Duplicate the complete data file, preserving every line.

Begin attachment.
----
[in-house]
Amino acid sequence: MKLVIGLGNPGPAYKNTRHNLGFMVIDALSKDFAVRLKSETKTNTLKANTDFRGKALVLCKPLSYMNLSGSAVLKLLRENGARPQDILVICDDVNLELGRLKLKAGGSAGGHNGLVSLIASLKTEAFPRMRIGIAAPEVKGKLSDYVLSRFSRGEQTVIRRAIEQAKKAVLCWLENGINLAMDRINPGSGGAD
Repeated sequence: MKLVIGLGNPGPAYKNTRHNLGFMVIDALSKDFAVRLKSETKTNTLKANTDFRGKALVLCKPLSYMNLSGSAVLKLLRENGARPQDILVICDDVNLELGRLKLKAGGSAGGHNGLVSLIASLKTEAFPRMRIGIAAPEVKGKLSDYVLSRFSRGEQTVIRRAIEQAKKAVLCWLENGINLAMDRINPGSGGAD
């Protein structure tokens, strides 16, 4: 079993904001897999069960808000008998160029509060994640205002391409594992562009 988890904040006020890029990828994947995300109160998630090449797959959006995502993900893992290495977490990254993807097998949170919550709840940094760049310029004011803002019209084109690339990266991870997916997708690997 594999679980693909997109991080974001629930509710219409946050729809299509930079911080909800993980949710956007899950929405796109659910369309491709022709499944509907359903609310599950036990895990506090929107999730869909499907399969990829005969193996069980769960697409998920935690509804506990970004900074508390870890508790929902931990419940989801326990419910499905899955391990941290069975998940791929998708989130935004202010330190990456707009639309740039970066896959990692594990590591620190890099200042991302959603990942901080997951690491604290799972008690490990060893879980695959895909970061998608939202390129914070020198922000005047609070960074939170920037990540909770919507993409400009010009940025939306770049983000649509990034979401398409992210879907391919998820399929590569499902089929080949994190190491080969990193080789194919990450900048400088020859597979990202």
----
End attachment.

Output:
[in-house]
Amino acid sequence: MKLVIGLGNPGPAYKNTRHNLGFMVIDALSKDFAVRLKSETKTNTLKANTDFRGKALVLCKPLSYMNLSGSAVLKLLRENGARPQDILVICDDVNLELGRLKLKAGGSAGGHNGLVSLIASLKTEAFPRMRIGIAAPEVKGKLSDYVLSRFSRGEQTVIRRAIEQAKKAVLCWLENGINLAMDRINPGSGGAD
Repeated sequence: MKLVIGLGNPGPAYKNTRHNLGFMVIDALSKDFAVRLKSETKTNTLKANTDFRGKALVLCKPLSYMNLSGSAVLKLLRENGARPQDILVICDDVNLELGRLKLKAGGSAGGHNGLVSLIASLKTEAFPRMRIGIAAPEVKGKLSDYVLSRFSRGEQTVIRRAIEQAKKAVLCWLENGINLAMDRINPGSGGAD
């Protein structure tokens, strides 16, 4: 079993904001897999069960808000008998160029509060994640205002391409594992562009 988890904040006020890029990828994947995300109160998630090449797959959006995502993900893992290495977490990254993807097998949170919550709840940094760049310029004011803002019209084109690339990266991870997916997708690997 594999679980693909997109991080974001629930509710219409946050729809299509930079911080909800993980949710956007899950929405796109659910369309491709022709499944509907359903609310599950036990895990506090929107999730869909499907399969990829005969193996069980769960697409998920935690509804506990970004900074508390870890508790929902931990419940989801326990419910499905899955391990941290069975998940791929998708989130935004202010330190990456707009639309740039970066896959990692594990590591620190890099200042991302959603990942901080997951690491604290799972008690490990060893879980695959895909970061998608939202390129914070020198922000005047609070960074939170920037990540909770919507993409400009010009940025939306770049983000649509990034979401398409992210879907391919998820399929590569499902089929080949994190190491080969990193080789194919990450900048400088020859597979990202």